How would you calculate how the cost of living has gone up for people who live in your family? Well, one way could be for you to keep an eye on everything that your household consumes, and track how the prices of all of those things change over time.
So, that would include food, clothing, fuel, electricity, medicines, medicines, household consumables, eating out, movies, electronic goods, cable bills, internet bills, toys… and you could go on and on and on.
Of course, each of those are categories. Within vegetables you’d have to measure the price of cabbages, potatoes, tomatoes, chilis, coriander, spinach, bhindi, and on and and on. Long story short, you’d have to measure a lot of things.
Oh but hey, if you’re measuring your cost of living as one number, it won’t do to just measure how the price of things have changed. For example, if the price of one lemon was 2 rupees in July, but is 4 rupees in August, that doesn’t mean your cost of living has doubled, now does it? Because lemons are a very small part of your family’s total monthly expenses. So it’s not just measuring price changes, but it also involves figuring out the size of the impact of these price changes on your total expenditure.
Now, assuming you could do that, try expanding your analysis to your family and your neighbour’s family. The grandfather in your neighbour’s house may be taking a medicine that none of you do, while there may also be a baby in that family and so you have to think about diapers and baby food and what not. In essence, double the work.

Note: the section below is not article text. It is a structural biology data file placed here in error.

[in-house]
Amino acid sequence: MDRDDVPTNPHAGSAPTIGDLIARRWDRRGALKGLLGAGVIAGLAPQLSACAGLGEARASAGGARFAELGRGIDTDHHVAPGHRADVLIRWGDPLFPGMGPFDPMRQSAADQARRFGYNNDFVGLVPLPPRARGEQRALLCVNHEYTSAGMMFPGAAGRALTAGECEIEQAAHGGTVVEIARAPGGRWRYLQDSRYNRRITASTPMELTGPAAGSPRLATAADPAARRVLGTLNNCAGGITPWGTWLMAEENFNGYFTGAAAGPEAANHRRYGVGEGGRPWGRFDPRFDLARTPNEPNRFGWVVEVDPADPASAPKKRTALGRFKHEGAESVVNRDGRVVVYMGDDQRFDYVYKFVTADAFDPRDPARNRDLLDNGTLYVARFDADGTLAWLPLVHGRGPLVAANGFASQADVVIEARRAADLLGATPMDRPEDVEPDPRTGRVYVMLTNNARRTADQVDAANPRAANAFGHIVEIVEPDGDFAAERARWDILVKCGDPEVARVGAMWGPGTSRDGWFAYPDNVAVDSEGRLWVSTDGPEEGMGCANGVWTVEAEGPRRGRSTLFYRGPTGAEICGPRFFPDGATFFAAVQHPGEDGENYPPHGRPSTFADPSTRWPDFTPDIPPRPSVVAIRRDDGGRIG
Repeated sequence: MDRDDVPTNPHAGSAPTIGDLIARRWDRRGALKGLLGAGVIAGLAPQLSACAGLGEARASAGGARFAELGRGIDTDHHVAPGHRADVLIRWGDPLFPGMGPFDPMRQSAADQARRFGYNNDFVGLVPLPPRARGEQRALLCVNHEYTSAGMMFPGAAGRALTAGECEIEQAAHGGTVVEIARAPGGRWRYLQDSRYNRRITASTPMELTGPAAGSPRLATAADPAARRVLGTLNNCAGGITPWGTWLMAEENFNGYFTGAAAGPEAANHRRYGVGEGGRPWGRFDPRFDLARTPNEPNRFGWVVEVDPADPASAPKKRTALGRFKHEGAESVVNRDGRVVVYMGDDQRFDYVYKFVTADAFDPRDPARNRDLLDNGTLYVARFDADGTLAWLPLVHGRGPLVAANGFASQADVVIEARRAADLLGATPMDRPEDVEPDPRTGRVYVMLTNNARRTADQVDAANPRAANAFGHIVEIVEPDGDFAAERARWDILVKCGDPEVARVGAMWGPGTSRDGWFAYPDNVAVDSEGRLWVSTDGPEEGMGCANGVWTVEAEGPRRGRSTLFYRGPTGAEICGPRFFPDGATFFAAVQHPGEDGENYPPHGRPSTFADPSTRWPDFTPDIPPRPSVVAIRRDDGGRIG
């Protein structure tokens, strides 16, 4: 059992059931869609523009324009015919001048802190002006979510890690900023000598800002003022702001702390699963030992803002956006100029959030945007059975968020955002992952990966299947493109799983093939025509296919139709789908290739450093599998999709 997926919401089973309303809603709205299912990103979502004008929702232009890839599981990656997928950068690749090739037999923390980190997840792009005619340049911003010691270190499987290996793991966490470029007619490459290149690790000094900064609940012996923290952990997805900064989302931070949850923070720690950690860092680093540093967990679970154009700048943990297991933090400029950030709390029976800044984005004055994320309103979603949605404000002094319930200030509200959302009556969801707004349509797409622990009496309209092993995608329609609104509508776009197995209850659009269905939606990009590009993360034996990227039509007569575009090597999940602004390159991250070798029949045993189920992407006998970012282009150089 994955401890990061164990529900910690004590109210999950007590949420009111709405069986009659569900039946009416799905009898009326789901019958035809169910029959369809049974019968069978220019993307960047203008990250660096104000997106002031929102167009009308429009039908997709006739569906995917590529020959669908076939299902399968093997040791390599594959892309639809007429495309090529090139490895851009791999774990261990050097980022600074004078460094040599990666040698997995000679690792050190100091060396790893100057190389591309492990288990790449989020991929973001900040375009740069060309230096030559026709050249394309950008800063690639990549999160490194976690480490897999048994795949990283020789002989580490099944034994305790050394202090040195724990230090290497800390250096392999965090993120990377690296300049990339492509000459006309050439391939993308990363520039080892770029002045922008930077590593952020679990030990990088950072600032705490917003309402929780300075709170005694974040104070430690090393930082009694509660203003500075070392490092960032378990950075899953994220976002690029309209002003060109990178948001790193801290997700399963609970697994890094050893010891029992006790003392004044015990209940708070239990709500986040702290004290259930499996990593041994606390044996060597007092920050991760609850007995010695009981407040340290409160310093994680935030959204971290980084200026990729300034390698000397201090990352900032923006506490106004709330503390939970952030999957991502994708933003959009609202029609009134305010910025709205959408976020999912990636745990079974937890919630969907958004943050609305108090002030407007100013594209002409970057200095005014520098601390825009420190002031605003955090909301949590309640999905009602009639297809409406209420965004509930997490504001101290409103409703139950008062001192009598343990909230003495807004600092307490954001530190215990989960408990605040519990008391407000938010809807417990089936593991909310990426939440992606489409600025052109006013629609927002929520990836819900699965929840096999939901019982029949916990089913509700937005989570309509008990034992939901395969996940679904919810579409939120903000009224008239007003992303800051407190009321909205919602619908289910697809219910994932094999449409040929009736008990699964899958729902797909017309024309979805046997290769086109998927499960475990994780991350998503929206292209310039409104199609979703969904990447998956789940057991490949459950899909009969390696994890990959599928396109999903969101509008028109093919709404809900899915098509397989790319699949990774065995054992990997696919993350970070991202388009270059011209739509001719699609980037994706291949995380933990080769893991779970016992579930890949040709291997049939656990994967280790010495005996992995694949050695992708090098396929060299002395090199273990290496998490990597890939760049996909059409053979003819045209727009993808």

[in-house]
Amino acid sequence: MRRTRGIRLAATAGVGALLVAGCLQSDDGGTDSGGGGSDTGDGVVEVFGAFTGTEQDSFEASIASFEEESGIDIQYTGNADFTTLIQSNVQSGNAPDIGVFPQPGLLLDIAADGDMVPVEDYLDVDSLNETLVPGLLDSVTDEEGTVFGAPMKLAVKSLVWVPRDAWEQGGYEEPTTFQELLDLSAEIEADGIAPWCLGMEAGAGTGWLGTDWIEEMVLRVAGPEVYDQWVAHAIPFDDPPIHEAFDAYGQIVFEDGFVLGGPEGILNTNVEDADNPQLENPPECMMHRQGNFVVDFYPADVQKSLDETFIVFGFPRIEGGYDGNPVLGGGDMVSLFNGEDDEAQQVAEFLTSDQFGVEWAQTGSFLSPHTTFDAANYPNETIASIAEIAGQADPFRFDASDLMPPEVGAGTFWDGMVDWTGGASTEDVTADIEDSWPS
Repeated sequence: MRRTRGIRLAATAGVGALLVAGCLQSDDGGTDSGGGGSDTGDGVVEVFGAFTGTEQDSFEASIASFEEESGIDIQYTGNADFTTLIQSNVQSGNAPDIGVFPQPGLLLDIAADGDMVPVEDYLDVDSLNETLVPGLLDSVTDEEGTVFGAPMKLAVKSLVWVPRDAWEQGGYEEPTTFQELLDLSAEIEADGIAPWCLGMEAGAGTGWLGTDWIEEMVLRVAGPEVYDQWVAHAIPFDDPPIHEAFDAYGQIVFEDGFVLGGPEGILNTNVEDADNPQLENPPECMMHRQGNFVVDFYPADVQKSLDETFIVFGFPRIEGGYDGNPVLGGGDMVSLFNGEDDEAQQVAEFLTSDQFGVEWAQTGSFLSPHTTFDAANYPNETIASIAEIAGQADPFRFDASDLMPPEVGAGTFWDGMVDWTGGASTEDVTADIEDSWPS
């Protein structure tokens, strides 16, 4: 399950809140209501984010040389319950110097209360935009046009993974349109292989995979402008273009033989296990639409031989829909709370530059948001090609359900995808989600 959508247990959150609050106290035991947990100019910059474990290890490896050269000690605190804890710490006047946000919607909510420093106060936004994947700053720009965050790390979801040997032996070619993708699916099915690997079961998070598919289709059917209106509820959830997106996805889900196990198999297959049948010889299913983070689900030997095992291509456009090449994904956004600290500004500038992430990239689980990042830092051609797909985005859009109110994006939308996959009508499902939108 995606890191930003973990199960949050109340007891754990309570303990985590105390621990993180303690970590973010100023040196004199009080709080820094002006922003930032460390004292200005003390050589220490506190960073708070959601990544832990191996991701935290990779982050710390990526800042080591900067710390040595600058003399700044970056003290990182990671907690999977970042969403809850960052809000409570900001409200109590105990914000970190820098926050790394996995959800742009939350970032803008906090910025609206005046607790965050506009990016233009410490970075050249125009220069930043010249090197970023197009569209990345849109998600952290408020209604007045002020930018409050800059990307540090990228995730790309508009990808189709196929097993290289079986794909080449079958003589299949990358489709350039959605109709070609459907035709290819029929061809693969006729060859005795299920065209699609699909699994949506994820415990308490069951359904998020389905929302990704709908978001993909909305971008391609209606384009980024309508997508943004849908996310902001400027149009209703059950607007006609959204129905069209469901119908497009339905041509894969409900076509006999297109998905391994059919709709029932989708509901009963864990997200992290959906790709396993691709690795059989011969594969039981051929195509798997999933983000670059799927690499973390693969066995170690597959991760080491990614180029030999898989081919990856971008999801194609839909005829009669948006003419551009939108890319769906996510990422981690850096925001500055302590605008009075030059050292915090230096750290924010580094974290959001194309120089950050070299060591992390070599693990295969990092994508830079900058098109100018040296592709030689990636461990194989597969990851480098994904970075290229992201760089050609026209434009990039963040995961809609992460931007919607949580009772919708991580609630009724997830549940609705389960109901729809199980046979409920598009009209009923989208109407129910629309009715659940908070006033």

Now, assuming you could do that, try doing it for everybody in your neighbourhood. Remember, your neighbourhood will involve people such as a watchman, whose consumption basket is likely to be wildly different from yours. It’ll involve people with varied economic background, varied tastes and varied consumption patterns – and therefore many, many more goods need to analyzed minutely on a month-on-month basis. Now, assuming you could do that…
Here’s the point. Whatever inflation number is being reported right now is an educated guess, and nothing more. That’s not a criticism of the people who are involved in putting that number out there – I doubt a better job can be done. It simply is a statement of fact. So complicated is our world, and so many, many hajjar things are being produced in it every day, that using one number to track how prices in the economy are changing just doesn’t make sense.
But when we say we measure inflation in India (or any country) for that matter, that is what we essentially do: we say that prices have (on average) changed by x% over a particular time period. In the next post, we’ll find out where inflation is reported, and what to make of it.